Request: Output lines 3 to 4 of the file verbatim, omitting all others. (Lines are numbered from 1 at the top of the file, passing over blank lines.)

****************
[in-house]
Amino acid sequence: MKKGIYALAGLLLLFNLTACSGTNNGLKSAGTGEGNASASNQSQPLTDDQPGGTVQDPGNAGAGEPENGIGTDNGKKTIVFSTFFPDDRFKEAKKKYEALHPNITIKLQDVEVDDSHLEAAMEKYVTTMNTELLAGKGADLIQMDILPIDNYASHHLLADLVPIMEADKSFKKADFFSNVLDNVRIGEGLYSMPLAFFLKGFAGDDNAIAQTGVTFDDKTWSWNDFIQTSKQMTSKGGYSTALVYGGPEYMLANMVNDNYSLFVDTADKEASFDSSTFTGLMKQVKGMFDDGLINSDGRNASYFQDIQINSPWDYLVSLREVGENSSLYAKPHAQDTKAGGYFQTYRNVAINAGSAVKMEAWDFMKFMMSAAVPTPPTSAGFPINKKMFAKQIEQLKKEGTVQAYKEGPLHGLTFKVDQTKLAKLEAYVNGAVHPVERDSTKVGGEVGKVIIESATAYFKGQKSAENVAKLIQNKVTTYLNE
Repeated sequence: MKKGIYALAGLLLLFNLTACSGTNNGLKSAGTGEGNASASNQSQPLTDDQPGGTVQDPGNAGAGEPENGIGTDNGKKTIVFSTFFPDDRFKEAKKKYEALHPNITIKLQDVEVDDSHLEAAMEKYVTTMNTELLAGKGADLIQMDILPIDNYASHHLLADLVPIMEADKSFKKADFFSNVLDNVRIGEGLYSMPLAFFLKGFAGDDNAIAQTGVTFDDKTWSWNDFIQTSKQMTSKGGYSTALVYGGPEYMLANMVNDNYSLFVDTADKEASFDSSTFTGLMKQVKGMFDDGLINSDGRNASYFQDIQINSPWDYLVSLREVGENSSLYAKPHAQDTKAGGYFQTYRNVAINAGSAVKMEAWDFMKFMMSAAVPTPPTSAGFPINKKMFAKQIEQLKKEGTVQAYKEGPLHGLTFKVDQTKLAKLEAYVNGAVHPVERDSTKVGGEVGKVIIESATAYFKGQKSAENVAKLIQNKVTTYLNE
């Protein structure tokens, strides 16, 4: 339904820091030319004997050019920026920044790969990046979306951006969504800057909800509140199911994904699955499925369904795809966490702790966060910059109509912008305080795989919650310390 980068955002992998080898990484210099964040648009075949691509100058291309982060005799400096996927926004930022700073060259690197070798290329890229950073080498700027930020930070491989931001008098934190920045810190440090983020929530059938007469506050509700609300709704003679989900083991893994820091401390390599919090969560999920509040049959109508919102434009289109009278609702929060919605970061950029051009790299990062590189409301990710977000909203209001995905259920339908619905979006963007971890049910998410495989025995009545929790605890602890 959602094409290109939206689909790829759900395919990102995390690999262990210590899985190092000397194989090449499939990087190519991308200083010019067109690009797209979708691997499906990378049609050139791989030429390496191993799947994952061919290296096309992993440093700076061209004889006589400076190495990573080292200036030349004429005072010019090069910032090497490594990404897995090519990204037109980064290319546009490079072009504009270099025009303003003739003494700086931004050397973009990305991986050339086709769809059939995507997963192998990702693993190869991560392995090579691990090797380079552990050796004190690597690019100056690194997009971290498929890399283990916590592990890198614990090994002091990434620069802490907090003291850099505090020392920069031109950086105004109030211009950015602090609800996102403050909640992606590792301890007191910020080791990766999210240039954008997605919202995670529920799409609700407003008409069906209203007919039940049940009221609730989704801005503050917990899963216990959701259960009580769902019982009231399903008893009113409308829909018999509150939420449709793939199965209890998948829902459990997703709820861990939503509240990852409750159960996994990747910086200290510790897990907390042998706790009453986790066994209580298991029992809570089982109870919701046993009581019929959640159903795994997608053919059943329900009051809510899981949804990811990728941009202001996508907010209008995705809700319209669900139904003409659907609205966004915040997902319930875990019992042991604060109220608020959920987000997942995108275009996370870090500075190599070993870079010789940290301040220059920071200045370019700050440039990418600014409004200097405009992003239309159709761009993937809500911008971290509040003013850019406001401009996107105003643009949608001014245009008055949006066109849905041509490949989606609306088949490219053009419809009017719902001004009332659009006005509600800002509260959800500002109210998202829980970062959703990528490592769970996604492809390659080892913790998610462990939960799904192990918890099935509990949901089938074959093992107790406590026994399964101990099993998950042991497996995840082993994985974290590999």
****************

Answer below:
Repeated sequence: MKKGIYALAGLLLLFNLTACSGTNNGLKSAGTGEGNASASNQSQPLTDDQPGGTVQDPGNAGAGEPENGIGTDNGKKTIVFSTFFPDDRFKEAKKKYEALHPNITIKLQDVEVDDSHLEAAMEKYVTTMNTELLAGKGADLIQMDILPIDNYASHHLLADLVPIMEADKSFKKADFFSNVLDNVRIGEGLYSMPLAFFLKGFAGDDNAIAQTGVTFDDKTWSWNDFIQTSKQMTSKGGYSTALVYGGPEYMLANMVNDNYSLFVDTADKEASFDSSTFTGLMKQVKGMFDDGLINSDGRNASYFQDIQINSPWDYLVSLREVGENSSLYAKPHAQDTKAGGYFQTYRNVAINAGSAVKMEAWDFMKFMMSAAVPTPPTSAGFPINKKMFAKQIEQLKKEGTVQAYKEGPLHGLTFKVDQTKLAKLEAYVNGAVHPVERDSTKVGGEVGKVIIESATAYFKGQKSAENVAKLIQNKVTTYLNE
């Protein structure tokens, strides 16, 4: 339904820091030319004997050019920026920044790969990046979306951006969504800057909800509140199911994904699955499925369904795809966490702790966060910059109509912008305080795989919650310390 980068955002992998080898990484210099964040648009075949691509100058291309982060005799400096996927926004930022700073060259690197070798290329890229950073080498700027930020930070491989931001008098934190920045810190440090983020929530059938007469506050509700609300709704003679989900083991893994820091401390390599919090969560999920509040049959109508919102434009289109009278609702929060919605970061950029051009790299990062590189409301990710977000909203209001995905259920339908619905979006963007971890049910998410495989025995009545929790605890602890 959602094409290109939206689909790829759900395919990102995390690999262990210590899985190092000397194989090449499939990087190519991308200083010019067109690009797209979708691997499906990378049609050139791989030429390496191993799947994952061919290296096309992993440093700076061209004889006589400076190495990573080292200036030349004429005072010019090069910032090497490594990404897995090519990204037109980064290319546009490079072009504009270099025009303003003739003494700086931004050397973009990305991986050339086709769809059939995507997963192998990702693993190869991560392995090579691990090797380079552990050796004190690597690019100056690194997009971290498929890399283990916590592990890198614990090994002091990434620069802490907090003291850099505090020392920069031109950086105004109030211009950015602090609800996102403050909640992606590792301890007191910020080791990766999210240039954008997605919202995670529920799409609700407003008409069906209203007919039940049940009221609730989704801005503050917990899963216990959701259960009580769902019982009231399903008893009113409308829909018999509150939420449709793939199965209890998948829902459990997703709820861990939503509240990852409750159960996994990747910086200290510790897990907390042998706790009453986790066994209580298991029992809570089982109870919701046993009581019929959640159903795994997608053919059943329900009051809510899981949804990811990728941009202001996508907010209008995705809700319209669900139904003409659907609205966004915040997902319930875990019992042991604060109220608020959920987000997942995108275009996370870090500075190599070993870079010789940290301040220059920071200045370019700050440039990418600014409004200097405009992003239309159709761009993937809500911008971290509040003013850019406001401009996107105003643009949608001014245009008055949006066109849905041509490949989606609306088949490219053009419809009017719902001004009332659009006005509600800002509260959800500002109210998202829980970062959703990528490592769970996604492809390659080892913790998610462990939960799904192990918890099935509990949901089938074959093992107790406590026994399964101990099993998950042991497996995840082993994985974290590999």